This will be target specific (e.g. a service or protocol). Most times you’ll need an opportunity to:
- copy the (larger) final payload
- copy the (smaller) egg hunt code
- trigger the exploit
In a typical stack overflow the second and third steps will likely be combined. Note the egg hunt code needs to land somewhere executable, but the payload doesn’t, if the egg hunt is sufficiently clever.
Imagine a hypothetical program. This could be an implementation of a network protocol (such as HTTP, SMTP, LDAP, etc.) or file parsing code (maybe an image or XML parser).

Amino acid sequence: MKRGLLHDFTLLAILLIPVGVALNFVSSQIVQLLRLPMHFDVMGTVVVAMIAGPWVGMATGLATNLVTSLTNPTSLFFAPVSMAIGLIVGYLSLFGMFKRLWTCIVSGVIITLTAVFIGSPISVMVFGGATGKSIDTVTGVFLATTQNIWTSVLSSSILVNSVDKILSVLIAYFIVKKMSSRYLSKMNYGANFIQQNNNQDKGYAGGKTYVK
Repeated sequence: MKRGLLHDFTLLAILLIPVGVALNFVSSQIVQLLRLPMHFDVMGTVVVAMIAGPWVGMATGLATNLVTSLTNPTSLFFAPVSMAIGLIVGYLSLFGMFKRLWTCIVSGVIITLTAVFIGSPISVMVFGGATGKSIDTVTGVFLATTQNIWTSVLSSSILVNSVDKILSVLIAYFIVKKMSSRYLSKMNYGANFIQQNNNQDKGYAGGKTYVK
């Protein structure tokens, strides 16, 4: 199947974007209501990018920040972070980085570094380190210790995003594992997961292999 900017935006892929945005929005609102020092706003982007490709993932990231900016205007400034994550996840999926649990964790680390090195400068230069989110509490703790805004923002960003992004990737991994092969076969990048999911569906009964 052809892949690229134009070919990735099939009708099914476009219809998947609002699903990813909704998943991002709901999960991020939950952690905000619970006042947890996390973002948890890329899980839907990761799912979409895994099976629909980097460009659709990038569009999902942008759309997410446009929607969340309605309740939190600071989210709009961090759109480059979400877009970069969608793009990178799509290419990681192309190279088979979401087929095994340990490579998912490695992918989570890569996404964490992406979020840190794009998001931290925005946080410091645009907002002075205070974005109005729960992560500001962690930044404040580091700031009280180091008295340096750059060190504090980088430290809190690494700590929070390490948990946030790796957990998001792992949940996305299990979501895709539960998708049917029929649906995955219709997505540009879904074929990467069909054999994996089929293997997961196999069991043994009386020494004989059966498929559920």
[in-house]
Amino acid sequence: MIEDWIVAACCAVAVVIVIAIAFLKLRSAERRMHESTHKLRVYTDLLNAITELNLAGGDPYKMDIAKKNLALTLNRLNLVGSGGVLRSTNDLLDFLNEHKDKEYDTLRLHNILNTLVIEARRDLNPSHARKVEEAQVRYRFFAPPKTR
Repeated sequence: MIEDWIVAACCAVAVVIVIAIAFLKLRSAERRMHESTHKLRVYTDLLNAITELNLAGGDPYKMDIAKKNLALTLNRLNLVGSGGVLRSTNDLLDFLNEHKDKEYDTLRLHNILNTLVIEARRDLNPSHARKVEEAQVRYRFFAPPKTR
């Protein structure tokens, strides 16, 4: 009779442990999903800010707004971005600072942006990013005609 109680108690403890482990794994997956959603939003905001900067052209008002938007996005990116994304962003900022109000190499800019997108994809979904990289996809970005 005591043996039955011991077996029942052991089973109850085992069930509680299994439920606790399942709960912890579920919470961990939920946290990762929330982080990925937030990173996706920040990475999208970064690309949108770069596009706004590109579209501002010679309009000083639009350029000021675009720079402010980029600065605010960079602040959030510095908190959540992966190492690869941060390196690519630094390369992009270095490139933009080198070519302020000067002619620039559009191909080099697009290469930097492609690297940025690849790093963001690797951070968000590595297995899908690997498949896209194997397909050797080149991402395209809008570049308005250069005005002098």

The process would be something like:
- start a session: open a new connection, or start parsing a stream
- send input that copies bulk data: maybe a first HTTP request, or a few kilobytes of image data
- trigger a vulnerability: perhaps a second pipelined HTTP request or a broken structure in the image format
- egg hunt through all memory regions, then jump to the payload (maybe allocating memory, copying and setting the correct permissions first)
During the process of writing the exploit a lot of time will be spent sending input and understanding where it ends up in memory (and for how long). These skills are directly transferable to other tasks like fuzzing.